Every time I visit Latin America someone always cracks a joke about not letting myself be kidnapped by drug cartels. However, cartels and paramilitary groups in the region are certainly not something to be laughed at.
Due to the power of these extremely deadly and powerful organisations, Latin America is the most violent region in the world; the continent has the highest homicide rate in the world, and, worryingly, unlike the rest of the world, the number of homicides is rising towards epidemic levels, according to the United National Development Programme.
How do cartels operate?
In some parts of Latin America – for instance Guatemala City – drug cartels now have more authority than local and national governments. This has led to corrupt situations where government officials cooperate with cartels for their own benefit. This creates a culture of impunity where it is clear nothing is above the law, as well as making it impossible for national governments to crack down on these illegal groups.
Cartels and paramilitary organisations are known to employ patronage to local, impoverished populations that resent being overlooked and left behind by the state. Pablo Escobar, the infamous Medellín cartel boss, is widely known to have used this tactic extensively, and although he was assassinated by the US Drug Enforcement Agency in 1993, this practice is ongoing across the region.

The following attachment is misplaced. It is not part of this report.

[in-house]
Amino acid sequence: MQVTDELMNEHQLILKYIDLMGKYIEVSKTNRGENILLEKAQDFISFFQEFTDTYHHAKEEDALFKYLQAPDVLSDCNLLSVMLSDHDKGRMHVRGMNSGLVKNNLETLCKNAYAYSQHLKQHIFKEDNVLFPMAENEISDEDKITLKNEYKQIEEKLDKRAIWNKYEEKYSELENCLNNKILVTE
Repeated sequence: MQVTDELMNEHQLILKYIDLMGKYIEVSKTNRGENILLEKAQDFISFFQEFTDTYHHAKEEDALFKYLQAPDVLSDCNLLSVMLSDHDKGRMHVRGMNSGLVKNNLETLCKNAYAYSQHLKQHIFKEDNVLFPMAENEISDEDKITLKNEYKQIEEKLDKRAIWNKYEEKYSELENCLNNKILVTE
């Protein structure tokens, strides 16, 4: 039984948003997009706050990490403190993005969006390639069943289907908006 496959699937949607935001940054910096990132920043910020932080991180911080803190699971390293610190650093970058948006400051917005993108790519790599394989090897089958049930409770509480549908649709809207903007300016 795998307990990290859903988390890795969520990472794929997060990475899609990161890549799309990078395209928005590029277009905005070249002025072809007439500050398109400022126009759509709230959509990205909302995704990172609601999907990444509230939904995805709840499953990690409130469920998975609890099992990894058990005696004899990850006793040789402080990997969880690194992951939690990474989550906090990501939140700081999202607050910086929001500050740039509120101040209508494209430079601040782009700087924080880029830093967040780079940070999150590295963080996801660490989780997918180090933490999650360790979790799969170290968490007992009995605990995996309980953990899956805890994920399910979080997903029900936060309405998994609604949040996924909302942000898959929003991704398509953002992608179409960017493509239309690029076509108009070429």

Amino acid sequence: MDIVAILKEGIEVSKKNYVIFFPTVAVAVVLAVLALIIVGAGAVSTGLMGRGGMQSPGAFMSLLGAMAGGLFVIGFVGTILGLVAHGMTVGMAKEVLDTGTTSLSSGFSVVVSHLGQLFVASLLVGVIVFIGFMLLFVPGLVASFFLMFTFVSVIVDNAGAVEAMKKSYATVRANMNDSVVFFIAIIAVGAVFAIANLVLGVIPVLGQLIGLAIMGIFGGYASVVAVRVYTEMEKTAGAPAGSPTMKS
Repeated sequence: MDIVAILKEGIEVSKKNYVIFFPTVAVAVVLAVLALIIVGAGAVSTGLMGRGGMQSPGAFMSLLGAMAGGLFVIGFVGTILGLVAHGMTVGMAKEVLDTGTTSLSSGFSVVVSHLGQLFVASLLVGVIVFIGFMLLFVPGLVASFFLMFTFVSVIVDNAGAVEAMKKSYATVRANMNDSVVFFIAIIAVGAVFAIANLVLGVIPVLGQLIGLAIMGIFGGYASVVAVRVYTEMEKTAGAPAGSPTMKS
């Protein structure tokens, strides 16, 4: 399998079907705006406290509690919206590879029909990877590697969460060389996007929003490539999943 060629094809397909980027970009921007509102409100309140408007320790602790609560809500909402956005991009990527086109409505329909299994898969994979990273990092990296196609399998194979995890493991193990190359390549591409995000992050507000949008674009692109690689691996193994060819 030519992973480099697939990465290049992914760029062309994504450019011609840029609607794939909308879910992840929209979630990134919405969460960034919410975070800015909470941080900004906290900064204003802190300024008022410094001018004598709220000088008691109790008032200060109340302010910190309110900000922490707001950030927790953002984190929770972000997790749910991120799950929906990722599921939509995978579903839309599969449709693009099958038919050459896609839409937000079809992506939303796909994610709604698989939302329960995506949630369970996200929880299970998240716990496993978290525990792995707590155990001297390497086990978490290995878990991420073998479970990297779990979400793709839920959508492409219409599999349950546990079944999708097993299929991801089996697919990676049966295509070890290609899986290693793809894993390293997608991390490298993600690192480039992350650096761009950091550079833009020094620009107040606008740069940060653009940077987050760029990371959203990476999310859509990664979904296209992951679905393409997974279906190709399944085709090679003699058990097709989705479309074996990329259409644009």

Patronage is used as the carrot, while extortion and murder, rape and kidnapping are the stick that keep local populations fearful and reliant on that particular cartel or gang, rather than a rival.
However, cartels are expanding on these traditional methods, and are beginning to embrace cybercrime as another route for financial gain, as ‘The Dark Side of Latin America’ report by IntSights found. Phishing campaigns, hacking and financial scamming ultimately allow cartels and paramilitary groups to supply their military arsenals and keep up the bribes that keep politicians and local populations loyal. Latin America is now home to both the globe’s murder capitals and the world’s worst money laundering nations.
When organised crime goes online